A subgroup of the Chinese state-sponsored threat actor known as APT41 has been observed using a new denial-of-service (DoS) technique to disable security software, cybersecurity firm Trend Micro reports.
Tracked as Earth Longzhi, the APT41 subgroup is known for the targeting of organizations in the Philippines, Taiwan, and Thailand.
As part of the newly observed campaign, the threat actor was seen performing DLL sideloading via Windows Defender binaries and employing two methods of disabling security products: a bring-your-own-vulnerable-driver (BYOVD) attack, and a technique called ‘stack rumbling’ that involves Image File Execution Options (IFEO).
The attacks typically start with the exploitation of vulnerable public-facing applications and Internet Information Services (IIS) and Microsoft Exchange servers to deploy the Behinder web shell, which provides backdoor capabilities, remote code execution, and a Socks5 proxy.
Earth Longzhi was also observed abusing legitimate Windows Defender executables to sideload DLLs and execute malware such as Croxloader (a customized Cobalt Strike loader) and SPHijacker (a tool for disabling security products).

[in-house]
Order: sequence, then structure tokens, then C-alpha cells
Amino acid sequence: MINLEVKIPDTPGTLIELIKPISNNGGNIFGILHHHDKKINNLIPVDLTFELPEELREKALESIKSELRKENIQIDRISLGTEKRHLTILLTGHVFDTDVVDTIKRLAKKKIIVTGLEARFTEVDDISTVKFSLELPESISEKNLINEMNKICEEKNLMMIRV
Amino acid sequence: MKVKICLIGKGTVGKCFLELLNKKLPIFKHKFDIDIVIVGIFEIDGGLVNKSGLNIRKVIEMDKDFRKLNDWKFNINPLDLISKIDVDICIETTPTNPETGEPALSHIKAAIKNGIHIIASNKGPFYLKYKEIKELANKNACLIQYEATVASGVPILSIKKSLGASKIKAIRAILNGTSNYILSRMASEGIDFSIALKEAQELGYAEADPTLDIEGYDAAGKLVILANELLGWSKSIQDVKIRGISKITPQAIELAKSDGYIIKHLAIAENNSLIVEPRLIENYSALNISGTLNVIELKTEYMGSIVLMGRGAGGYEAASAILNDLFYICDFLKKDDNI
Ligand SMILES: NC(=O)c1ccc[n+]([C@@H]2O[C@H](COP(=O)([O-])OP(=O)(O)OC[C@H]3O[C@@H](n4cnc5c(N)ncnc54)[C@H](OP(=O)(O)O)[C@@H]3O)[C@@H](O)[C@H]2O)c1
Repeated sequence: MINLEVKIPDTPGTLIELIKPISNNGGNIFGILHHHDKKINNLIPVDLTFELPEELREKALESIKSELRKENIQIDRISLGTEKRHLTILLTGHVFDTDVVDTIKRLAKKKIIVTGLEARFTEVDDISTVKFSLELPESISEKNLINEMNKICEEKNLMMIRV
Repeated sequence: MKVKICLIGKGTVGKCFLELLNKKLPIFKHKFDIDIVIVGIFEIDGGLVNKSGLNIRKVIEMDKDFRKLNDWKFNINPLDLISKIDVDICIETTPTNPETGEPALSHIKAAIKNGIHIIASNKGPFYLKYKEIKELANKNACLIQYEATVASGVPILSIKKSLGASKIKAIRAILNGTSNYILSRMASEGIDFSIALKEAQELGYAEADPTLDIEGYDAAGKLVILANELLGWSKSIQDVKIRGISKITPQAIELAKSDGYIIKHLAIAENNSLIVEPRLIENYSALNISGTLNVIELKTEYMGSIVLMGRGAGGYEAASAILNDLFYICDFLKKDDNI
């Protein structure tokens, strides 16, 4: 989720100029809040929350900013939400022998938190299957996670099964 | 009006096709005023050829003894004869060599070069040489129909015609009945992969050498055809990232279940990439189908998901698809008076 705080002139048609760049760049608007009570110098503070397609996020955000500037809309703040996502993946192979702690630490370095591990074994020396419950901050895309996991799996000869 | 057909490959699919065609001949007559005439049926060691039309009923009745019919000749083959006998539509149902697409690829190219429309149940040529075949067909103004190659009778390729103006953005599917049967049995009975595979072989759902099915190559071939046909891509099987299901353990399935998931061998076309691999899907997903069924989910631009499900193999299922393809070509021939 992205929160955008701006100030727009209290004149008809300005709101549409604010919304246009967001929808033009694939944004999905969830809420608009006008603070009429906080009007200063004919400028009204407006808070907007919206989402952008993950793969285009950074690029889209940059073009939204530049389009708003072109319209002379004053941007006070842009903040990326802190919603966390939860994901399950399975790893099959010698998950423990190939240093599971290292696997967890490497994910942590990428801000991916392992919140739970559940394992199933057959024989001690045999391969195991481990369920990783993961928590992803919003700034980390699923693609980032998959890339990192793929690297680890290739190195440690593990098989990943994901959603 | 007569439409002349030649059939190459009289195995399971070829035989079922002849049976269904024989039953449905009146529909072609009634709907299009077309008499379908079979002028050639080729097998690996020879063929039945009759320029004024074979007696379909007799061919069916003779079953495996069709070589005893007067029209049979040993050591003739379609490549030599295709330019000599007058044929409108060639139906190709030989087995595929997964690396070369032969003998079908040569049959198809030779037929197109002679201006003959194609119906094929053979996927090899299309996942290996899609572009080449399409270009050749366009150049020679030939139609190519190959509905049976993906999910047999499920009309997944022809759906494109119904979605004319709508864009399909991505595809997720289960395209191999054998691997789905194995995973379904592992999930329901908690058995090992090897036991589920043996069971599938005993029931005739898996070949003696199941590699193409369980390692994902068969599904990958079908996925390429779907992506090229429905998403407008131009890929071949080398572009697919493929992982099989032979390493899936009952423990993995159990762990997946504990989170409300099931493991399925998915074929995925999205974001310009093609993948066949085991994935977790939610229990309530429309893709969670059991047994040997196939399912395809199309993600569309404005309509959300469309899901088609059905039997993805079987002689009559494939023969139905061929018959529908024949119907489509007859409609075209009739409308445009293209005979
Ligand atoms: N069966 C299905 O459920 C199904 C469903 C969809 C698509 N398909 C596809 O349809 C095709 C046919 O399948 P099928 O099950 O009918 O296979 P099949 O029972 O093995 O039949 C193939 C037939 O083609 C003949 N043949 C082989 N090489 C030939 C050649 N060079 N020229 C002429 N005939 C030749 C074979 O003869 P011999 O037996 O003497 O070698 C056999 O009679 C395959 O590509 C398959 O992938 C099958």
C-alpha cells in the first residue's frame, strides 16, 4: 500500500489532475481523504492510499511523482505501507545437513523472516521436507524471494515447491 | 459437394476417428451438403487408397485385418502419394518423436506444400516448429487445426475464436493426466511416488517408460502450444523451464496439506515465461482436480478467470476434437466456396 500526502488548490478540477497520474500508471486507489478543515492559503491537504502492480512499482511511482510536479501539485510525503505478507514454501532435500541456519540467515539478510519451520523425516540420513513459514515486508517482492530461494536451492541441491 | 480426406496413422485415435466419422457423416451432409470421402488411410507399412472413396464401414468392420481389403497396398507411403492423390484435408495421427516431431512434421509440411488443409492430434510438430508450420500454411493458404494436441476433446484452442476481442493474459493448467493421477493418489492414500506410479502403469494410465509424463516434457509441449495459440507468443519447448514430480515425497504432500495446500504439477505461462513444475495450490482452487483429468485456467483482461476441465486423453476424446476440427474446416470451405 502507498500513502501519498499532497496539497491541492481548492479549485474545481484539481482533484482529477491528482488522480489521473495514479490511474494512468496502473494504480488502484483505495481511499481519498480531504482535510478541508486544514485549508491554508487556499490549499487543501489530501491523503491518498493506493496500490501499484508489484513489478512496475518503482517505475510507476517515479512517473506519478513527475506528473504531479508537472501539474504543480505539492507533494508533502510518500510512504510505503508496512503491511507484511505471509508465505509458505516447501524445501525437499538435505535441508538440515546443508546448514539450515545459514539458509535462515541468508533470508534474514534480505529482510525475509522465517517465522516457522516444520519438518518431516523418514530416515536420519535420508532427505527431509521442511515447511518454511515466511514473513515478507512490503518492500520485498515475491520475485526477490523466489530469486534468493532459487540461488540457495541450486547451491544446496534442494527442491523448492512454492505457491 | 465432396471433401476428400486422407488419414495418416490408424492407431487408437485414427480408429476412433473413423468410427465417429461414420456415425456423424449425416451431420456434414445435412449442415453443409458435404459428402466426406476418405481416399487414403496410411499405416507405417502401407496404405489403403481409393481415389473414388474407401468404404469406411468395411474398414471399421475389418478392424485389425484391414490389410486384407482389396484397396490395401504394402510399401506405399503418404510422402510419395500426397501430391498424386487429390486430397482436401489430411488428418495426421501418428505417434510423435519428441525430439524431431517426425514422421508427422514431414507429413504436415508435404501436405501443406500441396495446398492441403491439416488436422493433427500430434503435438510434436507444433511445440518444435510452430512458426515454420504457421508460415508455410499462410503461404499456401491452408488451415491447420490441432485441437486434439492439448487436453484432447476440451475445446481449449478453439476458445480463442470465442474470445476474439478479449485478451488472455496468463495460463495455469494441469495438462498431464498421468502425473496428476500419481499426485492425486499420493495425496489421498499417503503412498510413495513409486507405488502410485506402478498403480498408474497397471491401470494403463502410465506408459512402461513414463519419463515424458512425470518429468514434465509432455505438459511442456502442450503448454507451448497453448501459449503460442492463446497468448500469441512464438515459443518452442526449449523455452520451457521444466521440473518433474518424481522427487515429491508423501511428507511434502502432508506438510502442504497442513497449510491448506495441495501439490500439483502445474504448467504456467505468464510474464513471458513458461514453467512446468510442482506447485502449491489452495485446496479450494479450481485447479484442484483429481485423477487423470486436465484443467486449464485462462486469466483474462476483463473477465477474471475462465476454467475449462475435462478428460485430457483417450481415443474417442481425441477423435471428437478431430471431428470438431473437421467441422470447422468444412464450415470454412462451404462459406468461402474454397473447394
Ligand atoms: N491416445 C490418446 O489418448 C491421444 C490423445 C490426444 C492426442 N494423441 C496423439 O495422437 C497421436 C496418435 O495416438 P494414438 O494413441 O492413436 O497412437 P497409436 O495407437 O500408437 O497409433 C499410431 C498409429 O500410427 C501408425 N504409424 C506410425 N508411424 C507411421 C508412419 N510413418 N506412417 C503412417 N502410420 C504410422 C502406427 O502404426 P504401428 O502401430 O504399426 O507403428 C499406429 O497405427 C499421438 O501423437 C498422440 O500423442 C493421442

SPHijacker leverages a vulnerable Zemana driver to terminate security applications, then leverages stack rumbling to prevent the software from running by causing it to crash upon launch.
For that, it modifies the IFEO registry key with a new value large enough to crash the target application due to a stack overflow. The method, which causes a permanent DoS condition, targets roughly 30 antivirus-related processes.
“IFEO registry has been known to contain various options for process creation. While it can be used to attach a debugger to an executable file, it can also be used to interrupt the process execution flow, a method known as IFEO injection,” Trend Micro explains.
While investigating the campaign, Trend Micro discovered additional malicious tools linked to Earth Longzhi, such as the Roxwrapper loader and a new tool for privilege escalation.
The cybersecurity firm also discovered various decoy documents in Vietnamese and Indonesian, which were likely meant to be distributed via phishing emails to victims in Vietnam and Indonesia.
The observed attacks focused on government, healthcare, manufacturing, and technology organizations in Fiji, the Philippines, Taiwan, and Thailand. This is the first time the Chinese threat actor has targeted entities in Fiji, Trend Micro says.
“Another noteworthy insight is that the threat actors showed an inclination for using open-source projects to implement their own tools. There is evidence to suggest that the group spruces up its toolset during periods of inactivity,” the cybersecurity firm concludes.
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